The effect of frequent hemodialysis on self-reported sleep quality: Frequent Hemodialysis Network Trials.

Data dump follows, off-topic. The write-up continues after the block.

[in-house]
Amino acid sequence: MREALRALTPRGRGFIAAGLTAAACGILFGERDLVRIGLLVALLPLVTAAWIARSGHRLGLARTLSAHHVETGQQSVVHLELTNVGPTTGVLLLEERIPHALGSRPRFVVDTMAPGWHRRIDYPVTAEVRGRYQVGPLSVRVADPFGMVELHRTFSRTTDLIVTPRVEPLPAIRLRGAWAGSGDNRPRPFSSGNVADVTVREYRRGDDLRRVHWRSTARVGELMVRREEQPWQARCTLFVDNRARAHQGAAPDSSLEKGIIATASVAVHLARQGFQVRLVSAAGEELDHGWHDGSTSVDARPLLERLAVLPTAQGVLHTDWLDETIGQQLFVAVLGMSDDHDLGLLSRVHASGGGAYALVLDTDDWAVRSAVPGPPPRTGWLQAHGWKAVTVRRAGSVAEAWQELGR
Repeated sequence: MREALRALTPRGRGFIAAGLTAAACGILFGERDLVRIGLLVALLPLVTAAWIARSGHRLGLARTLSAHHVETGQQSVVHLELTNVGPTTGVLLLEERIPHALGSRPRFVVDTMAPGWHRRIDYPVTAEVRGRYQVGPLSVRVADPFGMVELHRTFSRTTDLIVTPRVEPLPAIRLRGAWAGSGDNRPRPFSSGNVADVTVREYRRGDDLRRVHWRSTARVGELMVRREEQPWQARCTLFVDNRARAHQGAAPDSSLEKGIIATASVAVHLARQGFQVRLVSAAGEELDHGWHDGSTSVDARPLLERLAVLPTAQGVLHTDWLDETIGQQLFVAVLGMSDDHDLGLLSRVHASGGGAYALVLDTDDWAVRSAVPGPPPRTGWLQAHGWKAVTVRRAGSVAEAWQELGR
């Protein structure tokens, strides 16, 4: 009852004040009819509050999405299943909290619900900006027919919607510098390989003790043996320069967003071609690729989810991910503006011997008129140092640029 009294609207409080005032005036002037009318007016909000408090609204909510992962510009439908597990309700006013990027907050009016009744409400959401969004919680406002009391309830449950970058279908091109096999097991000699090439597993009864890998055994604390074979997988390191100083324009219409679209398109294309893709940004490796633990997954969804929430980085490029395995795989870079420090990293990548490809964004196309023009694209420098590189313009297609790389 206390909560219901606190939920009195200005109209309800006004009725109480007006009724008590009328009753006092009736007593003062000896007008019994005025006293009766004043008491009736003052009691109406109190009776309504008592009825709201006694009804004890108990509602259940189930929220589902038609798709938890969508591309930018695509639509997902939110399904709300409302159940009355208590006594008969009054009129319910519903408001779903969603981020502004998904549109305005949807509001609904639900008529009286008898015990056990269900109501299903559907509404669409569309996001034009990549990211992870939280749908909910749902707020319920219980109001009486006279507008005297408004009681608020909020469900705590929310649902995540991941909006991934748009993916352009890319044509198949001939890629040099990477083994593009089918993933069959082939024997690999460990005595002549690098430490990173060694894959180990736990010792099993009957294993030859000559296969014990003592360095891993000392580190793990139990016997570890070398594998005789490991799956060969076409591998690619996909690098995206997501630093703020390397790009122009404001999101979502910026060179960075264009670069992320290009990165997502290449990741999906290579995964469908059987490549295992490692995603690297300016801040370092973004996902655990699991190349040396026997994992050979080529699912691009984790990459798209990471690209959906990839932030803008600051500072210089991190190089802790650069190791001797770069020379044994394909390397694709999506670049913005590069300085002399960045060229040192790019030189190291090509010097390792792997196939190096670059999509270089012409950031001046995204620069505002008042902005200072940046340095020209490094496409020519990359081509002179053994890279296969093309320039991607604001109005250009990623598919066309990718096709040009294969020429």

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Many patients who receive maintenance hemodialysis experience poor sleep. Uncontrolled studies suggest frequent hemodialysis improves sleep quality, which is a strong motivation for some patients to undertake the treatment. We studied the effects of frequent in-center ('daily') and nocturnal home hemodialysis on self-reported sleep quality in two randomized trials.Participants were randomly assigned to frequent (six times per week) or conventional (three times per week) hemodialysis in the Frequent Hemodialysis Network Daily (n = 245) and Nocturnal (n = 87) Trials. We used the Medical Outcomes Study Sleep Problems Index II (SPI II), a validated and reliable instrument in patients with end-stage renal disease, to measure self-reported sleep quality. The SPI II is scored from 0-100, with a higher value indicating poorer quality of sleep. A mean relative decline in SPI II would suggest improved sleep quality. The primary sleep outcome was the change in the SPI II score over 12 months.In the Daily Trial, after adjustment for baseline SPI II, subjects randomized to frequent as compared with conventional in-center hemodialysis experienced a 4.2 [95% confidence interval (CI) 0.4-8.0] point adjusted mean relative decline in SPI II at 4 months and a 2.6 (95% CI -2.3-7.5) point adjusted mean relative decline at 12 months. In the Nocturnal Trial, subjects randomized to frequent nocturnal as compared with conventional home hemodialysis experienced 2.9 (95% CI -3.4-9.3) and 4.5 (95% CI -3.2-12.2) point mean relative declines at Months 4 and 12, respectively.Although a possible benefit of frequent in-center hemodialysis was observed at 4 months, neither frequent in-center hemodialysis nor home nocturnal hemodialysis demonstrated significant improvements in self-reported sleep quality compared with conventional hemodialysis at 12 months.Published by Oxford University Press on behalf of ERA-EDTA 2016. This work is written by (a) US Government employee(s) and is in the public domain in the US.